ANNUAL WPB PUBLIC UTILITIES TEMPORARY DISINFECTANT SWITCH STARTS JULY 9, 2018
Customers served by the City of West Palm Beach Department of Public Utilities may notice a slight chlorine taste or odor in their tap water during this period. Many detect no change at all.
WEST PALM BEACH, FLA. (July 3, 2018) -- To maintain high water quality and to ensure regulatory compliance in the City’s water distribution system, the City of West Palm Beach Department of Public Utilities will temporarily modify the disinfection process used to treat our drinking water. This modification is scheduled for July 9, 2018 – July 27, 2018 and involves converting from chloramines to free chlorine during the three-week period. The City will also increase hydrant flushing during this time.
This is a preventative maintenance process recognized by the Florida Department of Environmental Protection and Florida Department of Health, the lead regulatory agencies overseeing the Safe Drinking Water Act programs.
Customers served by the City of West Palm Beach Department of Public Utilities may notice a slight chlorine taste or odor in their tap water during this period. Many detect no change at all. These temporary conditions are necessary to protect public health and safety by ensuring a clean distribution system for our drinking water. If you are especially sensitive to the taste or odor of chlorine, keep an open container of drinking water in your refrigerator for a few hours to allow the chlorine to dissipate.
Users of home dialysis machines, owners of aquarium fish, and managers of stores and restaurants with fish and shellfish holding tanks are advised to seek professional advice as the method for removing chlorine residuals differs from removing chloramine residuals from tap water.
Should you need more information on this change in the water treatment process, please call the City of West Palm Beach Department of Public Utilities at (5461) 822-2210.
Q. What is a disinfectant switch?
A. During the year the City uses “Chloramines” as the primary disinfectant within the drinking water system. Chloramines are very effective as a disinfectant however, to maintain the distribution system as clean as possible, the City must periodically switch to just chlorine. This is considered a temporary disinfectant switch which requires notice to our customers and the Florida Department of Health.
Q. What is changing in the treatment process?
A. The City will switch from chloramines to a somewhat stronger disinfection process called free chlorination which can be used to remove more resistant organisms that may be found in the water distribution system.
Q. Why is the City doing this?
A. This is a planned treatment designed to provide additional protection to our customers against bacteria in the water supply. Many utilities using chloramine disinfection find it helpful to switch periodically to a free chlorine treatment program to help maintain system integrity. Utilities conduct chlorine flushes to maintain good conditions of their drinking water distribution systems. This is a best management practice recognized by the Florida Department of Environmental Protection, the United States Environmental Protection Agency, and the Florida Department of Health.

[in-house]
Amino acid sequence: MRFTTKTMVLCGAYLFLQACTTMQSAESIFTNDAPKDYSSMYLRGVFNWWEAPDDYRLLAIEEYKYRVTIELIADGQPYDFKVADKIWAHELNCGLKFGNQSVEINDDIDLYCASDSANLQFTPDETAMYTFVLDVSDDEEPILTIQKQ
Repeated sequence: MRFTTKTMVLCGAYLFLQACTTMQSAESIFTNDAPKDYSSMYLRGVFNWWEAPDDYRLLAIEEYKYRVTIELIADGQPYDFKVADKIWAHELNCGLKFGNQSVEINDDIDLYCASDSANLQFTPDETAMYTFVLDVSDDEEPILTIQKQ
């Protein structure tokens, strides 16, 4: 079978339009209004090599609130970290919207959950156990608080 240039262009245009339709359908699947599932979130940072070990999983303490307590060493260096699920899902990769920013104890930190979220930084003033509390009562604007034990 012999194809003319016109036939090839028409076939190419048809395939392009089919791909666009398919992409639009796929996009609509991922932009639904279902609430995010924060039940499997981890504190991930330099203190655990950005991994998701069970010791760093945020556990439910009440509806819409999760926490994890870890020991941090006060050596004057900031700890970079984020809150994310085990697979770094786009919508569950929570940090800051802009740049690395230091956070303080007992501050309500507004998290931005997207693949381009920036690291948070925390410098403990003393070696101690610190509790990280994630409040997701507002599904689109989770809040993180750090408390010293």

Q. How often is this done, and how long will it go on?
A. The City of West Palm Beach coordinates with Palm Beach County Water Utilities Department on chlorine flushes. This year, the chlorine flush will occur between July 9th, 2018 and July 27th, 2018.
Q. Can I drink the water during this period? What about my pets?
A. Yes. The water will continue to meet federal and state standards for safe drinking water during this program. However, customers may notice a difference in taste and/or smell. Each individual has his or her own sensitivity level to the taste and/or odor of free chlorine. Many detect no change at all. The chlorine taste and smell during the first two weeks of the maintenance program is normal and poses no health risk. Owners of aquarium fish are advised to seek professional advice.
Q. Why all the flushing?
A. The City will increase hydrant flushing during this time to quickly move the free chlorinated water into the system.
Q. Who can this effect?
A. Users of dialysis machines and owners of aquariums.
Kidney Dialysis- Just like chloramines, free chlorine must be removed from water used in kidney dialysis machines. We advise customers who are dialysis patients to call their physicians or dialysis centers if there are any questions.
Fish Owners- Like chloramines, free chlorine is toxic to fish. Fish owners need to remove chlorine, ammonia and chloramines from the water before use with tropical fish. Local pet stores carry water conditioners that remove chloramines and free chlorine. If customers have questions, we recommend contacting their pet store for information and detailed instructions.